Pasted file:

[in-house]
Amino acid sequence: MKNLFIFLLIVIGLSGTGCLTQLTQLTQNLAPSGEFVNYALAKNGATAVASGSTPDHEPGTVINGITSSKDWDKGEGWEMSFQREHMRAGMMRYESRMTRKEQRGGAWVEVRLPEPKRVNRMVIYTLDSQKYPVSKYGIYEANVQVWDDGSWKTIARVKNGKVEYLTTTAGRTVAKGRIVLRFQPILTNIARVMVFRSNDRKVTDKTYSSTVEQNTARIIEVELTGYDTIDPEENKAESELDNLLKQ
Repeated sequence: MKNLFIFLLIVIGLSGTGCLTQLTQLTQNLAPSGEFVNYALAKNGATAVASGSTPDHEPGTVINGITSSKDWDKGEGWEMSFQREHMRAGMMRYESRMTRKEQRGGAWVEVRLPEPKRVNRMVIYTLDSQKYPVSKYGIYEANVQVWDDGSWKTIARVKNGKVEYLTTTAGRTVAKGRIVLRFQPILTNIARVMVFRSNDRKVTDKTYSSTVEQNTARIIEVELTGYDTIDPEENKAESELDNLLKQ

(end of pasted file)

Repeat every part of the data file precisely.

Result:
[in-house]
Amino acid sequence: MKNLFIFLLIVIGLSGTGCLTQLTQLTQNLAPSGEFVNYALAKNGATAVASGSTPDHEPGTVINGITSSKDWDKGEGWEMSFQREHMRAGMMRYESRMTRKEQRGGAWVEVRLPEPKRVNRMVIYTLDSQKYPVSKYGIYEANVQVWDDGSWKTIARVKNGKVEYLTTTAGRTVAKGRIVLRFQPILTNIARVMVFRSNDRKVTDKTYSSTVEQNTARIIEVELTGYDTIDPEENKAESELDNLLKQ
Repeated sequence: MKNLFIFLLIVIGLSGTGCLTQLTQLTQNLAPSGEFVNYALAKNGATAVASGSTPDHEPGTVINGITSSKDWDKGEGWEMSFQREHMRAGMMRYESRMTRKEQRGGAWVEVRLPEPKRVNRMVIYTLDSQKYPVSKYGIYEANVQVWDDGSWKTIARVKNGKVEYLTTTAGRTVAKGRIVLRFQPILTNIARVMVFRSNDRKVTDKTYSSTVEQNTARIIEVELTGYDTIDPEENKAESELDNLLKQ